We have a problem in the US where boys stop reading earlier than girls and men read less than women (and reading in adults is abysmal in general). Anything that discourages reading is problematic IMO, and terms that tell people what they are and aren't supposed to enjoy do just that.


                    The problem I see with the free books, and IMO it is a problem, is that they are continually in one genre, not in a breadth of genres. I've always seen it as a problem that B&N is targeting "Julie" because the truth is that there is no Julie - there are just a lot of customers with their own interests. I've specifically called out the Julie profile as sexist multiple times in the past, and if all the free books being romance is due to targeting of "Julie" then that's just another example of it. Realistically, though, I doubt B&N puts that much thought into targeting the freebies.

                    1 of 1 people found this helpful
                    • 22. Re: Free books mostly for women

                      nlstein wrote:

                      I have not heard one women complain.

                      Dunno who the women in your life are, but in the writing and publishing communities this is a regular topic of discussion, especially in the realms of romance, SFF, and kids/YA.


                      nlstein wrote:


                      Books have always been written for certain audiences and always will be. Some people like Si-Fi, some people like non-fiction, some people like biographies - and some people (yes, mostly women) like romance novels.

                      Generally, books are written for readers. SciFi is written for people who like SciFi, Non-Fiction is written for people who like Non-Fiction, and Romance is written for people who like Romance.


                      nlstein wrote:


                      Just my opinion - live with it!

                      Always nice to see you're part of the problem.

                      • 23. Re: Free books mostly for women

                        Sorry but I disagree. "Bodice ripper" is a term that's been around a long time, and in the vernacular refers exactly to that type of romance book - you know the type, period Romance with lots of well, ripping of bodices. I think it's a perfect term and in no way derogatory or sexist. Yes, it is marketed mostly to women because that is the target audience.


                        I'm a woman and I don't happen to care for "romance".  Give me a good sci-fi, fantasy, historical fiction, classic or murder mystery, but I'll pass on the bodice rippers.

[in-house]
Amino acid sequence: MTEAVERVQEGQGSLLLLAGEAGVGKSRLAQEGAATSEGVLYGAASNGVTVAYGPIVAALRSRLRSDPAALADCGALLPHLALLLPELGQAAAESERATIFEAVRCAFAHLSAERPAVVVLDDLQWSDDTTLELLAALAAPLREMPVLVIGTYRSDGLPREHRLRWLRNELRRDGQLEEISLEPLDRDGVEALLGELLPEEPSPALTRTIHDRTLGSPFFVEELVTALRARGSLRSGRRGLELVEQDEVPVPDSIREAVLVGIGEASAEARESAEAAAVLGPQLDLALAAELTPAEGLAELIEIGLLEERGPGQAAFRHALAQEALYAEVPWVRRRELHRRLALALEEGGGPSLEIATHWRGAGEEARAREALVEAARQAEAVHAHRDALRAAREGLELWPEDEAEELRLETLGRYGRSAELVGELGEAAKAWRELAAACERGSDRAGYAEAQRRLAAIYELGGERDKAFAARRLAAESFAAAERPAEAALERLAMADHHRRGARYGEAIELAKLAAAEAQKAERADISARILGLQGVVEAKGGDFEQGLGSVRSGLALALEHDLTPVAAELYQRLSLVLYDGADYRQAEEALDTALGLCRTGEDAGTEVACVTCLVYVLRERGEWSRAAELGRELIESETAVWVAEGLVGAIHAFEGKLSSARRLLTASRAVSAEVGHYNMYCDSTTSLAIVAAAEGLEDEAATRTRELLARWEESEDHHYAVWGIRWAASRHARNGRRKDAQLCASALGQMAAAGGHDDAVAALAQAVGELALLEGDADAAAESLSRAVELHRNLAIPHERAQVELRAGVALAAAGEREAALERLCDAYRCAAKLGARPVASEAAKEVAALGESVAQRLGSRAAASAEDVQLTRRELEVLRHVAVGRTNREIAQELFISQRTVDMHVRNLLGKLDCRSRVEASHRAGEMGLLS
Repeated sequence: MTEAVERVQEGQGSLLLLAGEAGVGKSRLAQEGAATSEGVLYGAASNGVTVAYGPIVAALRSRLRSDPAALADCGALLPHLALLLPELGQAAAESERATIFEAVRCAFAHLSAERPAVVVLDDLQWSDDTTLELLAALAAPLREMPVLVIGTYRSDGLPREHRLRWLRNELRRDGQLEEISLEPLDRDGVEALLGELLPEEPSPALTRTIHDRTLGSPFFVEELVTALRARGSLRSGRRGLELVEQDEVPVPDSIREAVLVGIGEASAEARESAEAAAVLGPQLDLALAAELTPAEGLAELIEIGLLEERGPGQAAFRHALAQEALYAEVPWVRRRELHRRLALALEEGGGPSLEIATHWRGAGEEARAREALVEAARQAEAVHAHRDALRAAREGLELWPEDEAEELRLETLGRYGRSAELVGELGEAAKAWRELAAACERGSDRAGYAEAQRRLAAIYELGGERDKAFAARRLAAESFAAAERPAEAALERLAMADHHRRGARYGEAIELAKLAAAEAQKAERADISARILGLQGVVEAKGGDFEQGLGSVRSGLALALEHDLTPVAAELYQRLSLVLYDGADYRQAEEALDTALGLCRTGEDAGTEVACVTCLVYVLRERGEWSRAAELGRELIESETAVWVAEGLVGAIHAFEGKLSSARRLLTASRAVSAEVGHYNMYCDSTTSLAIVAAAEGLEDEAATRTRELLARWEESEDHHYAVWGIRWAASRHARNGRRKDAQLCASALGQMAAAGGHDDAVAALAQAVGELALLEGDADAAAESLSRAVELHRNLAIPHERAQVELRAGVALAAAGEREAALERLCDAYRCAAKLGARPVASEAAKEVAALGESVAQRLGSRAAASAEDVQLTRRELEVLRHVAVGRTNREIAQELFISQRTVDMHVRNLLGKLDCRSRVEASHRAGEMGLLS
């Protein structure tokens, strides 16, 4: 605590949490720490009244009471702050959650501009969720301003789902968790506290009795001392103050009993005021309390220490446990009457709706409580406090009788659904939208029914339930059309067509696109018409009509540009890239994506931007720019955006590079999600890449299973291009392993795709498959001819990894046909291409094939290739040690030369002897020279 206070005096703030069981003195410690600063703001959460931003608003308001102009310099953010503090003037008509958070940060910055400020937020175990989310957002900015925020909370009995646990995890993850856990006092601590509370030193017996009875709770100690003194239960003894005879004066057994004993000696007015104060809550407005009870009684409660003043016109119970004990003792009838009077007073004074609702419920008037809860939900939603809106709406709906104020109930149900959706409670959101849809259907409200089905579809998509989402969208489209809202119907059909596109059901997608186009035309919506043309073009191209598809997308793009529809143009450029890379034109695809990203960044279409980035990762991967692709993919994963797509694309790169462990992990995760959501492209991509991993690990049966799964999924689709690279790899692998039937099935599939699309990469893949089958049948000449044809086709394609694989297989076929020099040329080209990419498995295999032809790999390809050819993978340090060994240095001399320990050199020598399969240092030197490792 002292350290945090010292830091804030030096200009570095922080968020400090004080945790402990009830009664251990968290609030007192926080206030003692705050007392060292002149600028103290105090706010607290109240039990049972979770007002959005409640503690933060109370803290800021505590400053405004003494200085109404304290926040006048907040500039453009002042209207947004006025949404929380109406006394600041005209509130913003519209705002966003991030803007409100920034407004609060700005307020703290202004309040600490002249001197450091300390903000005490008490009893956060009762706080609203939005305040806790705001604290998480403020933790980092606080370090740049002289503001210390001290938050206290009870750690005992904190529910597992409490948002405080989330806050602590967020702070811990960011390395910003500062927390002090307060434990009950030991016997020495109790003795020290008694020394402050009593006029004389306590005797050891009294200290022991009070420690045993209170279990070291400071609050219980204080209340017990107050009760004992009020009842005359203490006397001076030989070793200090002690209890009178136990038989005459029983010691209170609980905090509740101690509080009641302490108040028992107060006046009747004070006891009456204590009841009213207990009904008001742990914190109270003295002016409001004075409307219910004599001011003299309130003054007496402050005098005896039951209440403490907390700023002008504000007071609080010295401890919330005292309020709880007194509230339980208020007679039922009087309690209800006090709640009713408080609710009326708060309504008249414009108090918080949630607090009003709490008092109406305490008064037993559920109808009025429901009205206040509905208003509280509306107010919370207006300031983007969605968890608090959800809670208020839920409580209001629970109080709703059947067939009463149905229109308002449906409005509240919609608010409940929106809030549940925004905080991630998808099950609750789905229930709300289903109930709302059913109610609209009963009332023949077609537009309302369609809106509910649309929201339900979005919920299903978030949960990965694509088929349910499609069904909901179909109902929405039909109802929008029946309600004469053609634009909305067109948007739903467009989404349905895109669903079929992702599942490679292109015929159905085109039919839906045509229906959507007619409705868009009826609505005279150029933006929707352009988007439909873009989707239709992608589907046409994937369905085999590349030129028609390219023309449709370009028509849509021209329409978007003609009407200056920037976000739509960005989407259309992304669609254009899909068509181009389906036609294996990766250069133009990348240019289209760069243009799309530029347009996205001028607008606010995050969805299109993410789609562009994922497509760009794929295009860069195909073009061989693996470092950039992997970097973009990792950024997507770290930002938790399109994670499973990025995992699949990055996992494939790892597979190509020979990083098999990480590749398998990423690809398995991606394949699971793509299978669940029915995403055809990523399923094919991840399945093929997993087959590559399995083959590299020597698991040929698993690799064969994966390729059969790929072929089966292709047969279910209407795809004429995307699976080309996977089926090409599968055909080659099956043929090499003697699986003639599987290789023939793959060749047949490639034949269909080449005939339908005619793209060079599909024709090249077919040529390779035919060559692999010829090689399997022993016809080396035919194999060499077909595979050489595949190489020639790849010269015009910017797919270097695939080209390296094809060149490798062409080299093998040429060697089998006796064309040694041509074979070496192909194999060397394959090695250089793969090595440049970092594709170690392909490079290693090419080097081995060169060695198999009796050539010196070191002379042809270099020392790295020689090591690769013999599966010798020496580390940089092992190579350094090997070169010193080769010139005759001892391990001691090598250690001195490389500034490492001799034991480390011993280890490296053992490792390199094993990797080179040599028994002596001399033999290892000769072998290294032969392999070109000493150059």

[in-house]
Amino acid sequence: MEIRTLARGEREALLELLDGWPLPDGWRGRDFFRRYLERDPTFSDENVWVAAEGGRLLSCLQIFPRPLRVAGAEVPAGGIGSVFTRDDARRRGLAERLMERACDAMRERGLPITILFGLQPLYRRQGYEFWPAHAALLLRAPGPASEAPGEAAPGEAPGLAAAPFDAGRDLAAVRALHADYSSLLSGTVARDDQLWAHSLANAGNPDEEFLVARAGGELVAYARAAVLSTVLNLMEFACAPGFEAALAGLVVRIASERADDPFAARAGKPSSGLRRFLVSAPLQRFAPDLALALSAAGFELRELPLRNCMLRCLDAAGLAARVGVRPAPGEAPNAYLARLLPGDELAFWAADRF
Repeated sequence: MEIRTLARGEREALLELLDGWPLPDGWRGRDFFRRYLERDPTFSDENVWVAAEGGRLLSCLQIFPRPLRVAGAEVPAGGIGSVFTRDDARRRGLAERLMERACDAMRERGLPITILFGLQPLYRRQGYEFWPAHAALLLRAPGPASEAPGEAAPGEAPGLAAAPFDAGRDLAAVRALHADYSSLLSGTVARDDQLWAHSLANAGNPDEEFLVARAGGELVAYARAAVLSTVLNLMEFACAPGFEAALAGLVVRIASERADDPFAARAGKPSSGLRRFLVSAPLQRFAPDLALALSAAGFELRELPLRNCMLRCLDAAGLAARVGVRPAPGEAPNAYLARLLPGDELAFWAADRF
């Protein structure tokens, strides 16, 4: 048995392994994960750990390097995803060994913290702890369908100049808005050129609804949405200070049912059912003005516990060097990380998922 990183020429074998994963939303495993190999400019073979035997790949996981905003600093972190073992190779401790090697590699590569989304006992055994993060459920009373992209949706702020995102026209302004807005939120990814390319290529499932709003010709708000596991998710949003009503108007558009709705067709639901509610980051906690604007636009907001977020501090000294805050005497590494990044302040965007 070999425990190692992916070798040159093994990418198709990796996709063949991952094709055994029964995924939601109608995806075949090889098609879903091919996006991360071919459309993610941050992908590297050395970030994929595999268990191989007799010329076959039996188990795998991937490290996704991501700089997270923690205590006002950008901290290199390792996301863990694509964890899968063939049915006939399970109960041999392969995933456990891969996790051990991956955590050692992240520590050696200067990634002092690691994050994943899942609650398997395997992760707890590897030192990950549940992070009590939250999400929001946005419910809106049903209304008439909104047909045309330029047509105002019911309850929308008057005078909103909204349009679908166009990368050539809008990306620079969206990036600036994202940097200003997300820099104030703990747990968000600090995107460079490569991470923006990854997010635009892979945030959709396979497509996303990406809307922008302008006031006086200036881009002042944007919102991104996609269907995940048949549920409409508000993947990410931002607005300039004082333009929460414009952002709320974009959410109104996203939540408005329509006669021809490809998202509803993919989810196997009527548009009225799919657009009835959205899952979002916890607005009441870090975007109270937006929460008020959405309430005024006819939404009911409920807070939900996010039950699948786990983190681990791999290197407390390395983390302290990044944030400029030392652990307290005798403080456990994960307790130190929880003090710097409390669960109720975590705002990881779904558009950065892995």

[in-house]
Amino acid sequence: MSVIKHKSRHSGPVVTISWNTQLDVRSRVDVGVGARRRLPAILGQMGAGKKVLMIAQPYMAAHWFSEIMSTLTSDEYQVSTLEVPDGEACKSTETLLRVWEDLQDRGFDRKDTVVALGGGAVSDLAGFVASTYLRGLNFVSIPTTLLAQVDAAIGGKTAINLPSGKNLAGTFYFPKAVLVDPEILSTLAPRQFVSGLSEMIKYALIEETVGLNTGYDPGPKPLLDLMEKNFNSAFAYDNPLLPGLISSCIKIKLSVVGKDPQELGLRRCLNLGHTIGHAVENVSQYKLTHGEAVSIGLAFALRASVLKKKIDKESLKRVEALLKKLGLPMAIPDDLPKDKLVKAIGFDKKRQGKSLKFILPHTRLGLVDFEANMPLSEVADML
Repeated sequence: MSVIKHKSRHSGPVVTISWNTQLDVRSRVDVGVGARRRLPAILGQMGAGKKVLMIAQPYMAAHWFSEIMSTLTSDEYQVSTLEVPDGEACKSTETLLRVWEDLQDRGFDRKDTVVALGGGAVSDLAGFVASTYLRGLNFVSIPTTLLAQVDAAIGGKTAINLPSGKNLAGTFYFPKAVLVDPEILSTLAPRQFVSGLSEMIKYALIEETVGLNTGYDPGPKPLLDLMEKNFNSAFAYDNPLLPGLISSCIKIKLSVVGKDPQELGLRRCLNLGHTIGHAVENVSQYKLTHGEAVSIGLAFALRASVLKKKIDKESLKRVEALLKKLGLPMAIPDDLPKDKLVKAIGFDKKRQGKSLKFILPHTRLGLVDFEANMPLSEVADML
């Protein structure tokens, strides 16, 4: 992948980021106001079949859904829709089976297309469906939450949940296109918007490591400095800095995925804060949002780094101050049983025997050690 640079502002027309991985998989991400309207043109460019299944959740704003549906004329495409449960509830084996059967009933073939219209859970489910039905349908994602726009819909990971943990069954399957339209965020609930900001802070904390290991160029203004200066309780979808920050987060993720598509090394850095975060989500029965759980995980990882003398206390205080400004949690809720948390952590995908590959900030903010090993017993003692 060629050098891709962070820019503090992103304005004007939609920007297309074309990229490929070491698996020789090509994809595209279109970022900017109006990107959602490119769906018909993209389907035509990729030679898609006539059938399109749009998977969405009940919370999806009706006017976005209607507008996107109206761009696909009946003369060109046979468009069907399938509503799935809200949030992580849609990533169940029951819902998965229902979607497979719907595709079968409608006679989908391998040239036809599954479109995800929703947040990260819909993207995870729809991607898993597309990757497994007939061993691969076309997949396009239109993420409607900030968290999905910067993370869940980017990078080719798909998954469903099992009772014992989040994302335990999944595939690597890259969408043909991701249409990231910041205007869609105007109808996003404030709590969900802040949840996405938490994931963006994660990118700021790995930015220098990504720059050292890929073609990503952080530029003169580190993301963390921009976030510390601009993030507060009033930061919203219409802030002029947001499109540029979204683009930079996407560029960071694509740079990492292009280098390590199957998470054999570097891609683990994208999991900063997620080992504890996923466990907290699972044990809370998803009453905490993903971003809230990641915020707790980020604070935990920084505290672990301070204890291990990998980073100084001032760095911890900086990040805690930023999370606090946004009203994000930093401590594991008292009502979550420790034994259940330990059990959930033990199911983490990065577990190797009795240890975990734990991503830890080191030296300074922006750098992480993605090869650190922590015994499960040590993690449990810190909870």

1 of 1 people found this helpful
                        • 24. Re: Free books mostly for women
                          You'll notice that while I said that "bodice ripper" was offensive and derogatory, I never said it was sexist. It's a term used by those who don't like romance to mock it. There are similar, albeit less popular, terms used to denigrate cosy mysteries (another genre with a high percentage of female readers) and some other genres.

                          And you've made my point - people of all genders read all genres. Romance books aren't for women any more than SFF books are for men (no matter what some SFF writers will tell you).

                          • 25. Re: Free books mostly for women

                            The definition offered up at Goodreads is consistent with how I've interpreted it: "... Bodice ripper is a pejorative term for romance in general that has been recycled to refer to a specific sub-genre of historical romance. Epic in scope and usually featuring more violent sexual content, bodice rippers are the books that ushered in the era of the modern romance novel. Generally published in the 1970s and 1980s."


                            Other definitions have described "non-consensual turning into consensual sex". Much more specific than just mushy romance, at least as currently used. I won't pretend to be up on what's PC in publishing or writing, but there's a group on Goodreads specifically dedicated to fans of the sub-genre which cautions that "... Books read and discussed by this group may contain overbearing heroes, unruly heroines, drama galore, big misunderstandings, long separation of H/h, bucket loads of sexual tension, kidnapping, possible cheating and/or possible forced seduction and/or rape."